Suck Less, One Touchpoint At A Time

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What if you could undertake a single initiative–fix just one touchpoint that’s not working as well as it should–and save your customers nearly 4,000 weeks of time a year? Delta Airlines may have recently pulled that one off. Its boarding pass–like others, long a source of confusion to passengers–got a much-needed makeover earlier this year.

Travelers continually look to their boarding passes as they navigate airports, guiding them from flight to flight and gate to gate as they move around the globe in ever-increasing numbers. Squinting in an attempt to decipher and decode a confusing array of barcodes, phrases, random strings of letters, they search for the information most important to them: “What’s my flight number?” “Where’s my gate?” “Where do I sit?” “What time do I leave?”

Delta Boarding Pass Image resized 600By looking at the boarding pass through the eyes of its 160 million customers, Delta has made dramatic changes that actually simplify their lives. Even if this redesign shaves off only 15 seconds of the average passenger’s time, this translates to 27,778 days, or 3,968 weeks per year. In other words, a lifetime–76 years saved. Every year.

How Many ‘Boarding Pass’ Opportunities Exist In Your Business?
I’ll wager you have many. Working with corporations on customer-experience improvement for more than a decade, we’ve always found opportunities for improvement. And you can, too.

While delivering truly differentiated customer experience is a good long-term goal, sometimes it’s best to just get started. Put another way, you can make your experience suck less, one touchpoint at a time. And don’t be surprised by what else you find along the way: opportunities to simplify systems, close gaps, and save time for you and your customers, reallocate resources, and more. Even at the touchpoint level, some opportunities will be monumental.

Whether you’re angling for competitive advantage, increased share of wallet, or greater loyalty, making your customers lives easier is never a bad idea. Overwhelmed by the increasing volume of choice and information they’re continually exposed to, smart customers have little patience for companies that make their lives more complex.

So How Can You Make Your Customers’ Lives Easier And More Enjoyable?
It may be as simple an idea as improving an existing touchpoint. Even the lowly boarding pass is now more useful, sensible, and smart, making airline travelers’ lives a little bit better on more than 5,000 flights a day.

Or maybe you can remove a touchpoint that annoys your customers. For example, one of our clients consolidated three touchpoints into one, saving more than $500,000 a year, boosting customer satisfaction, and improving customer experience in the process.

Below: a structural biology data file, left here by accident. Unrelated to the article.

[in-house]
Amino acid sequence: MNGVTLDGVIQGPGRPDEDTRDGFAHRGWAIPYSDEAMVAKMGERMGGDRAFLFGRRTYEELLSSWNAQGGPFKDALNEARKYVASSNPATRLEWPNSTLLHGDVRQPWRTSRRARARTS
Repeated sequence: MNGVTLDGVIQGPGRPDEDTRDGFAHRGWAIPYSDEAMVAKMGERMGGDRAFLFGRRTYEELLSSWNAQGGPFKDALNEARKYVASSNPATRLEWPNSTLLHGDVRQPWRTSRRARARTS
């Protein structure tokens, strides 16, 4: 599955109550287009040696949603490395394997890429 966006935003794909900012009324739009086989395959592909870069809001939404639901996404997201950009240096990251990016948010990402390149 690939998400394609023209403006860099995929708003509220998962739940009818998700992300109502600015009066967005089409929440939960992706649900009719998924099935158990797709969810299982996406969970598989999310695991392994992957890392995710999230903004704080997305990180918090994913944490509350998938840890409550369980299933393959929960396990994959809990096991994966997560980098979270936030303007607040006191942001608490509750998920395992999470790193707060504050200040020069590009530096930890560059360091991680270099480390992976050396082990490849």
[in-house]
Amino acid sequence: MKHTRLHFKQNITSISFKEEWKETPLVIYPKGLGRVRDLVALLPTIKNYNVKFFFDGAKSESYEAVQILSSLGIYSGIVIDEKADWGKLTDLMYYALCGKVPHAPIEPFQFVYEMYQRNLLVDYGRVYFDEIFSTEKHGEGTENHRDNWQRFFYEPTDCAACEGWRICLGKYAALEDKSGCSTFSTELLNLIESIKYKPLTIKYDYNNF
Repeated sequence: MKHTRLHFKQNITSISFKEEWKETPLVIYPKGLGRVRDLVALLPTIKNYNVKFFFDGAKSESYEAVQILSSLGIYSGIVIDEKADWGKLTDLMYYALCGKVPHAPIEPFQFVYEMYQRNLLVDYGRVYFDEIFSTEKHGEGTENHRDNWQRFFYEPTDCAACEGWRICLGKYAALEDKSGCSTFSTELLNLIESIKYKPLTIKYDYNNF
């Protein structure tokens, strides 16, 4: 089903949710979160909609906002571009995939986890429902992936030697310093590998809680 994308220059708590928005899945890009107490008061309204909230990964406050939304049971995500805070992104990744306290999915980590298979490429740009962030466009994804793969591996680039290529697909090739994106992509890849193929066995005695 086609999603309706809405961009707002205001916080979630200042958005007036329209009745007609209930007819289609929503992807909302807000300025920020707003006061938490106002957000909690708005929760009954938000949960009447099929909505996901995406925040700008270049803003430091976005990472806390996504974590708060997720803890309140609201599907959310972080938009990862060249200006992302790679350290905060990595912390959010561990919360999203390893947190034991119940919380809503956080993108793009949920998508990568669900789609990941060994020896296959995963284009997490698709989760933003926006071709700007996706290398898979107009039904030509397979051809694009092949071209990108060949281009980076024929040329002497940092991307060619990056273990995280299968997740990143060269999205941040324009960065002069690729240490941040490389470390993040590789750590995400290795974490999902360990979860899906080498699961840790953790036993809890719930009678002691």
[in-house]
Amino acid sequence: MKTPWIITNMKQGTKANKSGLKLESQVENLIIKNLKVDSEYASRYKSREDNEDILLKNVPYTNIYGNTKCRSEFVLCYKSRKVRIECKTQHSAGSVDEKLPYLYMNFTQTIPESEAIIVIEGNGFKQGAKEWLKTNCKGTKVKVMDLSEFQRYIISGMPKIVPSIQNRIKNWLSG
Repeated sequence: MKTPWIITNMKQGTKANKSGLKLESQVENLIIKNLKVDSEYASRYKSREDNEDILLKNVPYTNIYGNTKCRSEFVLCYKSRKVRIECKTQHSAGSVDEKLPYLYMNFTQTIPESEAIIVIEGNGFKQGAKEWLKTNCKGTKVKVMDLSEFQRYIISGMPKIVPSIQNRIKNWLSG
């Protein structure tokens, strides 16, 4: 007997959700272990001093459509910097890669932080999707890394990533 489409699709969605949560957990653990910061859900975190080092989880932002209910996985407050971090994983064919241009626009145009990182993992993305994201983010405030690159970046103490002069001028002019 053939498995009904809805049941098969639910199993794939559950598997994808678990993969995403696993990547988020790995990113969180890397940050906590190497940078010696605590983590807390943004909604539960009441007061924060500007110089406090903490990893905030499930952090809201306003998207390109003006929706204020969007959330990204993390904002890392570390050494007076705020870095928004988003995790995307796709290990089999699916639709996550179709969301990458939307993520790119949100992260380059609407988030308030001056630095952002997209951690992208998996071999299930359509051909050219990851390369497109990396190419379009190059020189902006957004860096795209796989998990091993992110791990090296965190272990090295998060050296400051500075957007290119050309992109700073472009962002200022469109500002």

You can also improve customer service by creating a touchpoint that didn’t previously exist. Leveraging the power of social influence, Delta was the first airline to enable consumers to book tickets directly from its Facebook page’s “Ticket Window.”

Remember, the problems you’re trying to solve are rarely your own; they are those of a particular customer. And in order to come up with solutions that meet their needs, you need to understand who your customers are, what they want, and what’s important to them.

All this, starting from a simple question: “How can we make our customers lives a little easier?” Looking through your customers’ eyes, the answers begin to appear.

Republished with author's permission from original post.

2 COMMENTS

  1. Great thoughts, Michael. It’s amazing that even large companies can forget to look at things from the customer’s perspective. How many times have you looked at a boarding pass and thought, “They really should make this thing easier to read?” I know I’ve done that before. Customers pay the bills and the salaries of everyone working at our company – why not think about things from their perspective first?

    The customer service environment is changing – today's customers are more informed and more demanding. Customer service is no longer an afterthought – it's a competitive tool that's intimately connected with marketing and sales teams. Customers are forward thinking – they take service into account when making big purchases, and they will choose the product backed up by better service when they can. Little things like making a readable boarding pass go a long way in the eyes of a customer.

    Businesses need to invest the time, energy and effort required to bring in the right people and the right organizational tools to get the customer experience right. Creating a great experience can turn your customers into salespeople.

    Thanks for the great read.

    John-Paul Narowski, Founder – karmaCRM

  2. Enjoyed your article. My recent flights on Delta confirmed what you have noted. Someone in the company is truly focusing on the customer experience. The boarding pass, the post flight surveys, the food service…it all shows signs of engineering behind the scenes to improve the customer experience. Here’s hoping that the customers notice and airline travel will once again be a pleasant experience!

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